The Supreme Court has handed down an important decision in Walker v Innospec Limited which may require schemes to take immediate action in relation to survivor benefits.

Mr Walker, who had been employed by Innospec from 1980-2003 and was a member of its occupational pension scheme during that time, entered into a civil partnership in 2006 and subsequently married his partner in 2013.

The scheme provided lower pension benefits to civil partners and same sex spouses than to spouses of the opposite sex and Mr Walker claimed that this was discrimination on grounds of sexual orientation. Innospec relied on an exemption in the Equality Act 2010 which allowed employers to exclude civil partners and same sex spouses from survivor benefits in relation to scheme membership before December 2005 when the Civil Partnership Act came into force.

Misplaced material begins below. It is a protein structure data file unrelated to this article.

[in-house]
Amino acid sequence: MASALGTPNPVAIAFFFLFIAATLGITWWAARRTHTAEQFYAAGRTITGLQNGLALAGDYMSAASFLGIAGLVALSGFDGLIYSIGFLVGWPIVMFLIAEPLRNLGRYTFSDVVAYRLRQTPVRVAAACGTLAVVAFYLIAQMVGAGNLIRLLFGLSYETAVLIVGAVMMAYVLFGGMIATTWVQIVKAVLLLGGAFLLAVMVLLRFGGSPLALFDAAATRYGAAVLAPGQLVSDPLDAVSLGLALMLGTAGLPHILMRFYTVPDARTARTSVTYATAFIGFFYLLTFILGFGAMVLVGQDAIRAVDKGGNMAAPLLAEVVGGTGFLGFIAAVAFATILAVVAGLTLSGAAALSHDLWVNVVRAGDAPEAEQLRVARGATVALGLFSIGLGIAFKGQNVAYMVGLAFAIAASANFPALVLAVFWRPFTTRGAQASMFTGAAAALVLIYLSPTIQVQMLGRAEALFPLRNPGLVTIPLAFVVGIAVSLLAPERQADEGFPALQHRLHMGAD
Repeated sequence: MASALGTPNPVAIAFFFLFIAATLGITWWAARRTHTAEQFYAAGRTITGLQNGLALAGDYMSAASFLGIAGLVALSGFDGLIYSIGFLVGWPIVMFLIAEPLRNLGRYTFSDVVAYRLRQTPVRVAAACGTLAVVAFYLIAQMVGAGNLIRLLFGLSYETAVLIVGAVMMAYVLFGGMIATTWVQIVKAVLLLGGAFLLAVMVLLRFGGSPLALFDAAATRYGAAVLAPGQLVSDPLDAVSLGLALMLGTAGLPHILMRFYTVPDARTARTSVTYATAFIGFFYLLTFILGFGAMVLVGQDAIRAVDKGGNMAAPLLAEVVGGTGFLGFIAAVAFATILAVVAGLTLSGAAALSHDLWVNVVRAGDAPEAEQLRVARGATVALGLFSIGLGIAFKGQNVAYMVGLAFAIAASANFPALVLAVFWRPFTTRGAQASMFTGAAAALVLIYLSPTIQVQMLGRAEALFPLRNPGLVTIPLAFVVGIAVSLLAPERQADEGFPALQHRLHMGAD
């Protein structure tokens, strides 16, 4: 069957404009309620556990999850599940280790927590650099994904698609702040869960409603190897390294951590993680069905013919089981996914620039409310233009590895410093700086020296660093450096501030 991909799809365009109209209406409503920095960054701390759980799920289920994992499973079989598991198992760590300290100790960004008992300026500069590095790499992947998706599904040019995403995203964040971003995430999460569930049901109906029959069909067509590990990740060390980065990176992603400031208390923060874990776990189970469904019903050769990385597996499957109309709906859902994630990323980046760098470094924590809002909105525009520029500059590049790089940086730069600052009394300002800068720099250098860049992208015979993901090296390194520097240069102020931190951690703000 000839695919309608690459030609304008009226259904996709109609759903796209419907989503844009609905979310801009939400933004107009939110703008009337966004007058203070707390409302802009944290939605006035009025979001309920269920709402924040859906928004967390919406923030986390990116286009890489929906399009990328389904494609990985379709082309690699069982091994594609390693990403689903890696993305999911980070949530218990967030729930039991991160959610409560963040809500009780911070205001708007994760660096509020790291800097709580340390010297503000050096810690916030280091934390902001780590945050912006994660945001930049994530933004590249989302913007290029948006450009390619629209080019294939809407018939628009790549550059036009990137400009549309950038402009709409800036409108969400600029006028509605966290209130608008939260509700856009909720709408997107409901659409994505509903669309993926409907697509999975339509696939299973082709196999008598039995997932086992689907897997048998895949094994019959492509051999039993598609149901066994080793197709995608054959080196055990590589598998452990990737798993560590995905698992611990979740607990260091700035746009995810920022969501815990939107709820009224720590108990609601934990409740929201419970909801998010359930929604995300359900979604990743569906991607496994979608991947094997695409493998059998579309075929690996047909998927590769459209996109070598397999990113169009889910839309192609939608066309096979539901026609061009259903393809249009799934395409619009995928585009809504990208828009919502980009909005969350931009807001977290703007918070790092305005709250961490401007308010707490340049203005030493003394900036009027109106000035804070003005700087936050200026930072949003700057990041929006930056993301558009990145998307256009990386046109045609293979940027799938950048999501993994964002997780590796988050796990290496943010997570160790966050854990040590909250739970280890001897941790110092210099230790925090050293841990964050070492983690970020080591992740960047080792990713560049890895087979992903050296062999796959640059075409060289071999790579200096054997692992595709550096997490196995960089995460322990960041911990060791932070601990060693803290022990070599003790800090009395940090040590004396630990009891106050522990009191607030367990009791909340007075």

The Supreme Court overruled the exemption, stating that it is “incompatible with EU Law and must be disapplied”. For Mr Walker, the Supreme Court’s decision means that, in the event of his death, his husband could be entitled to an annual spouse’s pension of around £45,000 instead of around £1000.

The outcome is clearly significant for pension scheme members who have entered into civil partnerships or same sex marriages. Trustees and employers should review their relevant scheme provisions now that the legal position is certain.